We had fun this week having a new experience with trying a pomegranate. The pomegranate primarily grows throughout tropical Africa and parts of Asia. They are high in fiber, vitamins and minerals. The children watched as I took apart this unique fruit. They all enjoyed trying the seeds and asked for seconds. What a fun fruit for your children to experience at home! They would enjoy taking the seeds out of this fruit and it is a great activity for strengthening their hands. 

I read the book The Snowy Day by Ezra Jack Keats. Keats’ illustrations helped pave the way for more inclusive and diverse children’s literature. The collage work displayed in the book, became an idea for the children to create their own collage of a snowy day using colorful decorative paper and cotton balls for the snow.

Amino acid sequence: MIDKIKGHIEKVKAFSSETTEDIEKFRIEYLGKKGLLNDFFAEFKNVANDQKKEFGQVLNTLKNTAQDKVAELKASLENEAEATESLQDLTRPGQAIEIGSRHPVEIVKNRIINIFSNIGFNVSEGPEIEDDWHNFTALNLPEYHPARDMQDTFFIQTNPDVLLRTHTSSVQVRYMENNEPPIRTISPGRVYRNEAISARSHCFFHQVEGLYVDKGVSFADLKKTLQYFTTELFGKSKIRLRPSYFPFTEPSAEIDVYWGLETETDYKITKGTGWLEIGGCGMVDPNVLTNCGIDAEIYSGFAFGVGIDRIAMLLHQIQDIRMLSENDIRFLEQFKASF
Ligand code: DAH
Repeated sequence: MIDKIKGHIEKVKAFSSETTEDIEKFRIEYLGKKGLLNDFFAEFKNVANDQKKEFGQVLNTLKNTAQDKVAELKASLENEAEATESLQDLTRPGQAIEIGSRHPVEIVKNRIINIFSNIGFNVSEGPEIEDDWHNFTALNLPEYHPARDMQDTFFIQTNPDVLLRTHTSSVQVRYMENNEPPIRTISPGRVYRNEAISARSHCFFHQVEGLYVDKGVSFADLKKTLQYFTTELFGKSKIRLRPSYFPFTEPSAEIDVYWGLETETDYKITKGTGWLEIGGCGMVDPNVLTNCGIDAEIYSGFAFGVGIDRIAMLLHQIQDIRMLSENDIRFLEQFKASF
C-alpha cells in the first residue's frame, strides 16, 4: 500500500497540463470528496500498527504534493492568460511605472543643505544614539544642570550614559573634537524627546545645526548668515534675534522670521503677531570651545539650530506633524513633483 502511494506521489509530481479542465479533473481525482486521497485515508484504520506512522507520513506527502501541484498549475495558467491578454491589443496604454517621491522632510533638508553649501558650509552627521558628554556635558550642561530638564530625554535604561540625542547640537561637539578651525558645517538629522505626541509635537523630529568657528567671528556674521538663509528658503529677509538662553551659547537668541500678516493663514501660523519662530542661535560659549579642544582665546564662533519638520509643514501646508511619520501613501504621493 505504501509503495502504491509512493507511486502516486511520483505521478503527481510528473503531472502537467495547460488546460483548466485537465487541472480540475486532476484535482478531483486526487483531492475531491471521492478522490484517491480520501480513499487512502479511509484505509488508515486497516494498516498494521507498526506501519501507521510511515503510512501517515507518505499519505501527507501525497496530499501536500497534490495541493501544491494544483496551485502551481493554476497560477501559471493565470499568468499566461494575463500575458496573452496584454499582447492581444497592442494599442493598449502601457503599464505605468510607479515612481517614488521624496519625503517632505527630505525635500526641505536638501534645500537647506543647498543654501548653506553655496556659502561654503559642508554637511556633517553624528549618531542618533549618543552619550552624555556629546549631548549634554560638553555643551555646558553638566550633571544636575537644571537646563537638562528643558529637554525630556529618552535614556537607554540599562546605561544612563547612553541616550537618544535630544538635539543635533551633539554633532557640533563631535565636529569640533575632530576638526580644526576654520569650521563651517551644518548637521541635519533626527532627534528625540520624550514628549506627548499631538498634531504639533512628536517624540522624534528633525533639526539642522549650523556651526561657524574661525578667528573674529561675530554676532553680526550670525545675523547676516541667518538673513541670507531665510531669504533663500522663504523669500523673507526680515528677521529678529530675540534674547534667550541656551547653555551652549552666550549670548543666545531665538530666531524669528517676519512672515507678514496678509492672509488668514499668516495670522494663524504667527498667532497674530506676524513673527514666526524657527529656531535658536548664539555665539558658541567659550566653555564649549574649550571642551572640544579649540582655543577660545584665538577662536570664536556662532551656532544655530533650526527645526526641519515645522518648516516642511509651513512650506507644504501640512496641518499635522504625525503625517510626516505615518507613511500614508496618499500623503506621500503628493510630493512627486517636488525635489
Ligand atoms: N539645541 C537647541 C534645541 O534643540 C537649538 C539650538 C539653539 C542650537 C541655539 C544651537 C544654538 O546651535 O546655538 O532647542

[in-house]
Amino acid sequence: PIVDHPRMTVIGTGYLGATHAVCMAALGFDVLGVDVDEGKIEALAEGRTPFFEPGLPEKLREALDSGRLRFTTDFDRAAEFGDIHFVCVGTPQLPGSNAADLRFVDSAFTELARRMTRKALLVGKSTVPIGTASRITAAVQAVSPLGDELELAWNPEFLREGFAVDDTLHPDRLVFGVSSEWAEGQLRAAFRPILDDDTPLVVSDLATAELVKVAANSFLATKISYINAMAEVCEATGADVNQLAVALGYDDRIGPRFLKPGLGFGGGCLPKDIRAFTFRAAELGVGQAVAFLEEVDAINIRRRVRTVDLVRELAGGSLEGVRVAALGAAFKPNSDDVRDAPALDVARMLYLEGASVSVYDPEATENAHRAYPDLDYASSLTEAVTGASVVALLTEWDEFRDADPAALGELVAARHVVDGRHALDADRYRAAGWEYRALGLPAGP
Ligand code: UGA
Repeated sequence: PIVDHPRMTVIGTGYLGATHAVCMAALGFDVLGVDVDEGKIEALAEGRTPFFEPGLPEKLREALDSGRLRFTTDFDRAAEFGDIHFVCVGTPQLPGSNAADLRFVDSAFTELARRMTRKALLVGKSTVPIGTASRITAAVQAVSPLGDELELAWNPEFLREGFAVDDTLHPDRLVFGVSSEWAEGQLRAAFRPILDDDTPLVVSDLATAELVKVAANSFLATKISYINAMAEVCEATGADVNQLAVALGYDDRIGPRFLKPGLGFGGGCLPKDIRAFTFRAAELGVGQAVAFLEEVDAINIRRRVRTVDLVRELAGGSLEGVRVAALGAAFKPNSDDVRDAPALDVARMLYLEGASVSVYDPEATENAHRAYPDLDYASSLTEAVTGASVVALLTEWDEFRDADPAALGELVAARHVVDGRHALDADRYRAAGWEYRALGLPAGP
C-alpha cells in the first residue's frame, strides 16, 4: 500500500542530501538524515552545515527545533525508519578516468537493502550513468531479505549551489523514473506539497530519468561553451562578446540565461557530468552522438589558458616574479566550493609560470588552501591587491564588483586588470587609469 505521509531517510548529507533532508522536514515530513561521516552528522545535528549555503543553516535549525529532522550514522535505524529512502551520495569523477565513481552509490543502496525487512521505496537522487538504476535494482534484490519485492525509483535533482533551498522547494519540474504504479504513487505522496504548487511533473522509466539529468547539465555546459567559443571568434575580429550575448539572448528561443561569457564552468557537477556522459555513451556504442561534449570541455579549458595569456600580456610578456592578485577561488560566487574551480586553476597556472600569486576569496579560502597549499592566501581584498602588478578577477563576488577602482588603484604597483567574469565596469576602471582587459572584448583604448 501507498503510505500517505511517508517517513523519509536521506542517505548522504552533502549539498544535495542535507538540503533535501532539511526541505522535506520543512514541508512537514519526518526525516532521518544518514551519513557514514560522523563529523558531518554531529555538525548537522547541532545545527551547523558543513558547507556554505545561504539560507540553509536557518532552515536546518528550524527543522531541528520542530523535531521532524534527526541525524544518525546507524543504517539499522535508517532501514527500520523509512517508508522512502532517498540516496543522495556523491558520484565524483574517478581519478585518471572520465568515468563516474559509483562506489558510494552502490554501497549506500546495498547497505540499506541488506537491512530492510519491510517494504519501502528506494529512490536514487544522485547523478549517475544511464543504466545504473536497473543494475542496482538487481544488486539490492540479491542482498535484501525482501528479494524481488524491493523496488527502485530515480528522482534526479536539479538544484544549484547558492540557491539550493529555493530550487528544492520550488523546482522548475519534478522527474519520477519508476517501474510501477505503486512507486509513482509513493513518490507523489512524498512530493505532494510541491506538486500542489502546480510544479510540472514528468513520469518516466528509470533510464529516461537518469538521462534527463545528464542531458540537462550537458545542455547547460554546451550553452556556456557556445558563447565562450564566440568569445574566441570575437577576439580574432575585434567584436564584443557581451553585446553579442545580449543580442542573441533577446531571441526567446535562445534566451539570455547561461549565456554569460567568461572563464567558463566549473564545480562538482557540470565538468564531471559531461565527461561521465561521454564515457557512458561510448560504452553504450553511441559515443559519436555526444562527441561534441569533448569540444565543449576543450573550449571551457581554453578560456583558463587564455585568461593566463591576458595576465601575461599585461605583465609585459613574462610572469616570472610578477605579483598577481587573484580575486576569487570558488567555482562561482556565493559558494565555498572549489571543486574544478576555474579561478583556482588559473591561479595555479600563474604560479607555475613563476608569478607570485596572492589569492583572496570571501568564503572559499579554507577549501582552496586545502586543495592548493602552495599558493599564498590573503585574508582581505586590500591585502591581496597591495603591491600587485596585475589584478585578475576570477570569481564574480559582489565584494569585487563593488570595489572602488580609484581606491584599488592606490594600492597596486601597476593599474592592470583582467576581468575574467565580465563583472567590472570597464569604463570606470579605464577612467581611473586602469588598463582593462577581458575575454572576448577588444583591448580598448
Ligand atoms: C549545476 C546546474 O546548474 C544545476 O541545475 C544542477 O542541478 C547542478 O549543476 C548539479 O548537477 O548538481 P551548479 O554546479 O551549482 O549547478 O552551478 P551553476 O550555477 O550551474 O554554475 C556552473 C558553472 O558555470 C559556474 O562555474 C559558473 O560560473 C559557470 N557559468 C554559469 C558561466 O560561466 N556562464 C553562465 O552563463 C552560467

What a wonderful fall semester we’ve had! We have had lots of fun, we’ve grown as individuals and in our relationships and, most importantly, we’ve grown together as a community. As always, the children are a joy to spend our days with - thank you for sharing them. Juniper recently moved up to Primary. Congratulations Juniper. We are excited for you, but we will miss you!

In the classroom, the children have been very interested in language cards which feature the holiday season - Hanukkah, Three Kings Day, St. Nicholas Day, Yule and Las Posadas. We also have a small evergreen tree which they’ve enjoyed decorating (and redecorating and redecorating) with small ornaments. They also created a fingerprint ‘string of lights’ ornament for your home.

Going home this week, you should have received a new copy of our classroom photo roster. I’ve found that these help to have at home during longer breaks - so you can talk with your child all about their friends. We’ll also send home all of your child’s extra clothing, so you can take stock and return what you wish come January.